originally printed in the Waterloo Region Record, January 5, 2010.
There’s nothing like the Christmas holiday season to clearly illustrate both what we do not have enough of, and what we have too much of. I couldn’t help but notice during the past couple of weeks, and I suspect it might be same with your family, that what we don’t have enough of, is time…and what we have too much of, is stuff.
As I write, we are in the glorious midst of a much needed break from the regular hustle and bustle of everyday life. While we enjoy our holiday, we are making a concerted effort to spend some family time just the four of us…which sounds ridiculous because, isn’t “family time,” by definition, something that should just naturally fall into place, rather than requiring a shoe horn to fit it in?
During a typical, non-holiday, we seem to run around at almost constant breakneck speed trying to keep all of our responsibilities and activities running smoothly. It’s not unusual for our 13-year-old son to eat dinner and do homework in a moving vehicle in order to maintain a travelling hockey schedule.
During this holiday, all four of us have sat, on numerous occasions, in the same room together for more than 15 minutes. More than once, I found myself wondering, why it is we don’t do this more often? The answer, of course, is obvious: we don’t have the time.
So even though we’re doing our best to avoid the feeling that, at the end of the holiday we’ll need another holiday during which to recover, there is still some obligatory rushing, but it’s “fun rushing,” usually without start times, or deadlines. These events are different, since we rush to them, and then we can slow down and relax once we get there.
Another thing I’ve noticed during this break - as if my housekeeping skills weren’t lacking enough to properly organize the belongings we already had – is that with the onslaught of kids’ clothes, games, activities and gadgets, we are now the dubiously proud owners of even more stuff.
And along with the new stuff comes an increased urgency in my never-ending quest to find a logical system with which to organize. In the interest of honesty, and the hopes that this personal purge will help me feel better, I must admit that my method, “Out of sight, out-of-mind” was recently challenged when I found a partly-organized pile of papers and items belonging to my daughter…from school last June. I was tempted to quickly tuck it back away, but realized (as if I didn’t know this before) that part of the problem in storing new stuff was that I first had to organize old stuff.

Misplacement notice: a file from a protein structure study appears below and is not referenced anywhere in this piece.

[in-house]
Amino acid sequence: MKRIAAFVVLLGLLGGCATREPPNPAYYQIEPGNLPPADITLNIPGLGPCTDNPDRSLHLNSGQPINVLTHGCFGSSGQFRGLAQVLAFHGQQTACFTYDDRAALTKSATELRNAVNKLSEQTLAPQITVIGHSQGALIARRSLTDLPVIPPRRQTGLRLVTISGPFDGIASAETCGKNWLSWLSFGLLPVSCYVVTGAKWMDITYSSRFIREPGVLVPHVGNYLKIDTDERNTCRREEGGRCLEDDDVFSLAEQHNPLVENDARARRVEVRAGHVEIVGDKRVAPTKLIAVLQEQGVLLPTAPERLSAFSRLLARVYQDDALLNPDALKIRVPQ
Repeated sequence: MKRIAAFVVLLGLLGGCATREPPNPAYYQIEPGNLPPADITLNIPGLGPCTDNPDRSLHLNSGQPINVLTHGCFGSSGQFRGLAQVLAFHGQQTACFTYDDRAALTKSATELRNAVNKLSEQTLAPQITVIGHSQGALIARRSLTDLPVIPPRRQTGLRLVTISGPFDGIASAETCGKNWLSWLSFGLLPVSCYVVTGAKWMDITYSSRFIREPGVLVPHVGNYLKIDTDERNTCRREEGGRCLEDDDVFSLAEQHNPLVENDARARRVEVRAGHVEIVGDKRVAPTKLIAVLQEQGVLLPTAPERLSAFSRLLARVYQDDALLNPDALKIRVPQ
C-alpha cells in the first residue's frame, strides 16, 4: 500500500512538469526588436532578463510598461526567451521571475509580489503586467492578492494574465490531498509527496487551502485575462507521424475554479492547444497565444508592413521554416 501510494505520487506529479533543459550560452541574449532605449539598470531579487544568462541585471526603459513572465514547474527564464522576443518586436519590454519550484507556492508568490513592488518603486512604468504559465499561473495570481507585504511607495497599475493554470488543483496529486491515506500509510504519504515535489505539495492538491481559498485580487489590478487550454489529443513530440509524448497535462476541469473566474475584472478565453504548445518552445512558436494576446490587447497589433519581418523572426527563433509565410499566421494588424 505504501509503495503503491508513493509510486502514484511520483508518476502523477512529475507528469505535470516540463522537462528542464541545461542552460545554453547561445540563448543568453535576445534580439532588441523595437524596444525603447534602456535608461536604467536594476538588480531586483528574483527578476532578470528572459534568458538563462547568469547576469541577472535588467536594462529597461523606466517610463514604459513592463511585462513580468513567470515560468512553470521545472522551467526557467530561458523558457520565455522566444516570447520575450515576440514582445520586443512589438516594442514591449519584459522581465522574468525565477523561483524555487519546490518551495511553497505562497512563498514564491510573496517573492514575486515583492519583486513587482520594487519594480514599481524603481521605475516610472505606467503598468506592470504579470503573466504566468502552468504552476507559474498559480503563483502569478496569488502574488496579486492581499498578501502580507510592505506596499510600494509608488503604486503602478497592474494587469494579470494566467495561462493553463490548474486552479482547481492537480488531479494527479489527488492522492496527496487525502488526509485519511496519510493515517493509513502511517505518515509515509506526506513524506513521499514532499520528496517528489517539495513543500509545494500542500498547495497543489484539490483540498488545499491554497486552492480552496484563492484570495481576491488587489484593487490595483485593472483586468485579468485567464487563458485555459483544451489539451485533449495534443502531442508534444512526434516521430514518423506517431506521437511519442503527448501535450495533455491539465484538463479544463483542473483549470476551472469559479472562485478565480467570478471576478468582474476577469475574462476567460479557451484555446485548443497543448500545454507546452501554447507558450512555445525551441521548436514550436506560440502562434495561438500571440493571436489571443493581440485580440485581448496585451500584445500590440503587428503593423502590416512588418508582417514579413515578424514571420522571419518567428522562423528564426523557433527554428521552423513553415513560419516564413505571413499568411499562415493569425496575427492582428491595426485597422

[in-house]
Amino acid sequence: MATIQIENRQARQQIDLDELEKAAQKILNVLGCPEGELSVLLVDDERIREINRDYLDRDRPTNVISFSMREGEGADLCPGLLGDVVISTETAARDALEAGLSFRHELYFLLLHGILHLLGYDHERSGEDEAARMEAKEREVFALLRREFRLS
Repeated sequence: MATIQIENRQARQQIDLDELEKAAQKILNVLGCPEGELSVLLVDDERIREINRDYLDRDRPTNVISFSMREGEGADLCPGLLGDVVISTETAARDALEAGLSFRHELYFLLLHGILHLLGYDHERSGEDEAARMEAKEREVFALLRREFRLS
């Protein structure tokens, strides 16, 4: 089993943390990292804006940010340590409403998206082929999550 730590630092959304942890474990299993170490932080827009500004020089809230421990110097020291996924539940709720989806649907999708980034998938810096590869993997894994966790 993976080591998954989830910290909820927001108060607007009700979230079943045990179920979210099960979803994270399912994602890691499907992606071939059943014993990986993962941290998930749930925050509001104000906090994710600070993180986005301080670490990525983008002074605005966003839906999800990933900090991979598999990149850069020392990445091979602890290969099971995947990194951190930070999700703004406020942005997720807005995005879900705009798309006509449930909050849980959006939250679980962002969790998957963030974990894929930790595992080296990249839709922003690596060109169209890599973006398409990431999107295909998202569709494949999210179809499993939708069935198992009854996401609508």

Unfortunately, apparently due to my children’s genetic make up, they too are sorely lacking in housekeeping skills, and also have some pack rat in them…so we all regularly succumb to: but what if we want to use it again?
Also obvious during the holidays is the need to consider our financial situation when preparing for the big day, and of course, shopping for the deals afterwards. Similar to Norad’s tracking of Santa’s journey across the world on Christmas Eve, my husband discovered another use for the internet when I was out Christmas shopping and Boxing Week bargain hunting. He could track my journey and see where and when my debit card had been used, and how much… longer I’d be gone. I’m sure he was simply eager to have the whole family home spending time together, rather than continuing to increase the amount of stuff coming into the house.